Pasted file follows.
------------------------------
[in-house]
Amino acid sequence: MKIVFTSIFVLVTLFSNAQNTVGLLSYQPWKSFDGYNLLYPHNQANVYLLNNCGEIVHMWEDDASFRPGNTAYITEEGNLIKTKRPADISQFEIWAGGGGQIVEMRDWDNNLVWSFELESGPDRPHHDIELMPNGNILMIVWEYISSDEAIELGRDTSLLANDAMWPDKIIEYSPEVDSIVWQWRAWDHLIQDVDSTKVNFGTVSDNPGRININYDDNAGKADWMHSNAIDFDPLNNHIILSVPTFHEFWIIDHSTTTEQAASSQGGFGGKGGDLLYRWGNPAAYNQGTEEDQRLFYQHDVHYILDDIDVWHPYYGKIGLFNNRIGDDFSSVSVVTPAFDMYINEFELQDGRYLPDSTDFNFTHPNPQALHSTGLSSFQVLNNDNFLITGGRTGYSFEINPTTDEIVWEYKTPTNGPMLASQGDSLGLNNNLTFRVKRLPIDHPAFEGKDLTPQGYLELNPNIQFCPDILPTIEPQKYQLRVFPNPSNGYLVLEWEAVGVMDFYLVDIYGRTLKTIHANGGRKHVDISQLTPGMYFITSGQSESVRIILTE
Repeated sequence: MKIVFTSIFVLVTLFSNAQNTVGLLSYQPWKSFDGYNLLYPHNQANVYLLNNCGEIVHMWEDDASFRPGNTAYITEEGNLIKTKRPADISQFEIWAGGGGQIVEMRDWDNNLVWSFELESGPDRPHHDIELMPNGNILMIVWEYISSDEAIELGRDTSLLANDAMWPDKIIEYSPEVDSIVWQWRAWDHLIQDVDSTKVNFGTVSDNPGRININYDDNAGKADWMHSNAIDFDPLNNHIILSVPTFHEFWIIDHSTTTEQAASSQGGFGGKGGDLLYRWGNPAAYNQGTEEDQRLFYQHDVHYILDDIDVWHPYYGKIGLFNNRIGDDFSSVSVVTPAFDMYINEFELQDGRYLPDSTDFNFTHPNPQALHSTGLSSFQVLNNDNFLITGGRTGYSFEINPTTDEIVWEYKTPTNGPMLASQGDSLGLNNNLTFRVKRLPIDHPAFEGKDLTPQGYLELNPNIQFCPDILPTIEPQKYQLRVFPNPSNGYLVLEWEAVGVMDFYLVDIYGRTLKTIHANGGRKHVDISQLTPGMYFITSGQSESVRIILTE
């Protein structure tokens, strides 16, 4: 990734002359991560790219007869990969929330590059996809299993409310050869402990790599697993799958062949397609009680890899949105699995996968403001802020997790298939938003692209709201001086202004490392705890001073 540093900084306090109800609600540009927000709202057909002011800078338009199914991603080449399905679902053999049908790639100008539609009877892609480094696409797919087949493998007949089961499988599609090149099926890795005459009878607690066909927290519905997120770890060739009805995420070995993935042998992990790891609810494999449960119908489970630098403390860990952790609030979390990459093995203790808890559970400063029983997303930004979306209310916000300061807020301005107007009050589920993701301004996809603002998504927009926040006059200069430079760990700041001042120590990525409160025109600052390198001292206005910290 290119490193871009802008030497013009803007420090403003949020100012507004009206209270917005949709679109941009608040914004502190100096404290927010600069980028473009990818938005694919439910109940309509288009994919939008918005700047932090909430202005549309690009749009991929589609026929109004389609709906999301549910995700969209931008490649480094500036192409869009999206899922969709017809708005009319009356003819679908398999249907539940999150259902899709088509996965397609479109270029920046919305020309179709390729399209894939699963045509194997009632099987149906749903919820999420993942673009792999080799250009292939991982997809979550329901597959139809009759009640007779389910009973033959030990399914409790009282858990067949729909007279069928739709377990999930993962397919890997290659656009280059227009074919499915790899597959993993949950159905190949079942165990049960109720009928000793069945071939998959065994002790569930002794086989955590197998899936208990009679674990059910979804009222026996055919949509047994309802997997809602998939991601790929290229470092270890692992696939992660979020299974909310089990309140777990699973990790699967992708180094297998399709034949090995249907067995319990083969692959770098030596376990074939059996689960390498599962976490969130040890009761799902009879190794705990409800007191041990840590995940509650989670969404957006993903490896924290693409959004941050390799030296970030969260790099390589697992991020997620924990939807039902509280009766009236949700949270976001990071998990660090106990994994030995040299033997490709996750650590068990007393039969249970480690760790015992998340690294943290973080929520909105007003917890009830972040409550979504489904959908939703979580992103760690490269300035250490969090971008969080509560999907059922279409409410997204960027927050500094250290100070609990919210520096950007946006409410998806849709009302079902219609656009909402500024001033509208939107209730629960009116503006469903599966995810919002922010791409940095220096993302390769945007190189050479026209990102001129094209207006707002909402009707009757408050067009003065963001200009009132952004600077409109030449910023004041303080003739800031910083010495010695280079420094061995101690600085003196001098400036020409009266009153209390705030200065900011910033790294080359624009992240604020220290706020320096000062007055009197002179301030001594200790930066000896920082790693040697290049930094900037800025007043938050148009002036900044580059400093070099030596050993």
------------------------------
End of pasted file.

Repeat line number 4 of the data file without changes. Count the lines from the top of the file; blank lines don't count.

């Protein structure tokens, strides 16, 4: 990734002359991560790219007869990969929330590059996809299993409310050869402990790599697993799958062949397609009680890899949105699995996968403001802020997790298939938003692209709201001086202004490392705890001073 540093900084306090109800609600540009927000709202057909002011800078338009199914991603080449399905679902053999049908790639100008539609009877892609480094696409797919087949493998007949089961499988599609090149099926890795005459009878607690066909927290519905997120770890060739009805995420070995993935042998992990790891609810494999449960119908489970630098403390860990952790609030979390990459093995203790808890559970400063029983997303930004979306209310916000300061807020301005107007009050589920993701301004996809603002998504927009926040006059200069430079760990700041001042120590990525409160025109600052390198001292206005910290 290119490193871009802008030497013009803007420090403003949020100012507004009206209270917005949709679109941009608040914004502190100096404290927010600069980028473009990818938005694919439910109940309509288009994919939008918005700047932090909430202005549309690009749009991929589609026929109004389609709906999301549910995700969209931008490649480094500036192409869009999206899922969709017809708005009319009356003819679908398999249907539940999150259902899709088509996965397609479109270029920046919305020309179709390729399209894939699963045509194997009632099987149906749903919820999420993942673009792999080799250009292939991982997809979550329901597959139809009759009640007779389910009973033959030990399914409790009282858990067949729909007279069928739709377990999930993962397919890997290659656009280059227009074919499915790899597959993993949950159905190949079942165990049960109720009928000793069945071939998959065994002790569930002794086989955590197998899936208990009679674990059910979804009222026996055919949509047994309802997997809602998939991601790929290229470092270890692992696939992660979020299974909310089990309140777990699973990790699967992708180094297998399709034949090995249907067995319990083969692959770098030596376990074939059996689960390498599962976490969130040890009761799902009879190794705990409800007191041990840590995940509650989670969404957006993903490896924290693409959004941050390799030296970030969260790099390589697992991020997620924990939807039902509280009766009236949700949270976001990071998990660090106990994994030995040299033997490709996750650590068990007393039969249970480690760790015992998340690294943290973080929520909105007003917890009830972040409550979504489904959908939703979580992103760690490269300035250490969090971008969080509560999907059922279409409410997204960027927050500094250290100070609990919210520096950007946006409410998806849709009302079902219609656009909402500024001033509208939107209730629960009116503006469903599966995810919002922010791409940095220096993302390769945007190189050479026209990102001129094209207006707002909402009707009757408050067009003065963001200009009132952004600077409109030449910023004041303080003739800031910083010495010695280079420094061995101690600085003196001098400036020409009266009153209390705030200065900011910033790294080359624009992240604020220290706020320096000062007055009197002179301030001594200790930066000896920082790693040697290049930094900037800025007043938050148009002036900044580059400093070099030596050993």